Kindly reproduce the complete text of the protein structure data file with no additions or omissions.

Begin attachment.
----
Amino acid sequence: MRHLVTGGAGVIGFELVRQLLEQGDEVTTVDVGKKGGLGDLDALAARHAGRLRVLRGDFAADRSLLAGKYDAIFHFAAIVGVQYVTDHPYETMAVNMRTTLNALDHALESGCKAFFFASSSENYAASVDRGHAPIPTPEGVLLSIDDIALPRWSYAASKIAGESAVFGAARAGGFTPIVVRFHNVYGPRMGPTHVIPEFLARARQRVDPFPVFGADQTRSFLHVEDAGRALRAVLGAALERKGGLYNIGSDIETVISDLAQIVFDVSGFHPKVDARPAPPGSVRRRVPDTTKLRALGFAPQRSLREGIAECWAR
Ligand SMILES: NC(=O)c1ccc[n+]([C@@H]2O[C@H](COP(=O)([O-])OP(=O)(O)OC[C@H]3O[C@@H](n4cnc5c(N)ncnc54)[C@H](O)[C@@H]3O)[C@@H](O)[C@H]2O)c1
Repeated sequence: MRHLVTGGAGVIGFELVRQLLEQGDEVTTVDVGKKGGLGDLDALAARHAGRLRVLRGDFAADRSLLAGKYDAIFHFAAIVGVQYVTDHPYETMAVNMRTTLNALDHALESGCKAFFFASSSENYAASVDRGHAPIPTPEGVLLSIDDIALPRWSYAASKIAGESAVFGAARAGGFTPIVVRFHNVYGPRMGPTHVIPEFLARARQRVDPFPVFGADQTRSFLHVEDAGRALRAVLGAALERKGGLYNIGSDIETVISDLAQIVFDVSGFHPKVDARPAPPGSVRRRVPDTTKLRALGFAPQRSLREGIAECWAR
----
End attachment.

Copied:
Amino acid sequence: MRHLVTGGAGVIGFELVRQLLEQGDEVTTVDVGKKGGLGDLDALAARHAGRLRVLRGDFAADRSLLAGKYDAIFHFAAIVGVQYVTDHPYETMAVNMRTTLNALDHALESGCKAFFFASSSENYAASVDRGHAPIPTPEGVLLSIDDIALPRWSYAASKIAGESAVFGAARAGGFTPIVVRFHNVYGPRMGPTHVIPEFLARARQRVDPFPVFGADQTRSFLHVEDAGRALRAVLGAALERKGGLYNIGSDIETVISDLAQIVFDVSGFHPKVDARPAPPGSVRRRVPDTTKLRALGFAPQRSLREGIAECWAR
Ligand SMILES: NC(=O)c1ccc[n+]([C@@H]2O[C@H](COP(=O)([O-])OP(=O)(O)OC[C@H]3O[C@@H](n4cnc5c(N)ncnc54)[C@H](O)[C@@H]3O)[C@@H](O)[C@H]2O)c1
Repeated sequence: MRHLVTGGAGVIGFELVRQLLEQGDEVTTVDVGKKGGLGDLDALAARHAGRLRVLRGDFAADRSLLAGKYDAIFHFAAIVGVQYVTDHPYETMAVNMRTTLNALDHALESGCKAFFFASSSENYAASVDRGHAPIPTPEGVLLSIDDIALPRWSYAASKIAGESAVFGAARAGGFTPIVVRFHNVYGPRMGPTHVIPEFLARARQRVDPFPVFGADQTRSFLHVEDAGRALRAVLGAALERKGGLYNIGSDIETVISDLAQIVFDVSGFHPKVDARPAPPGSVRRRVPDTTKLRALGFAPQRSLREGIAECWAR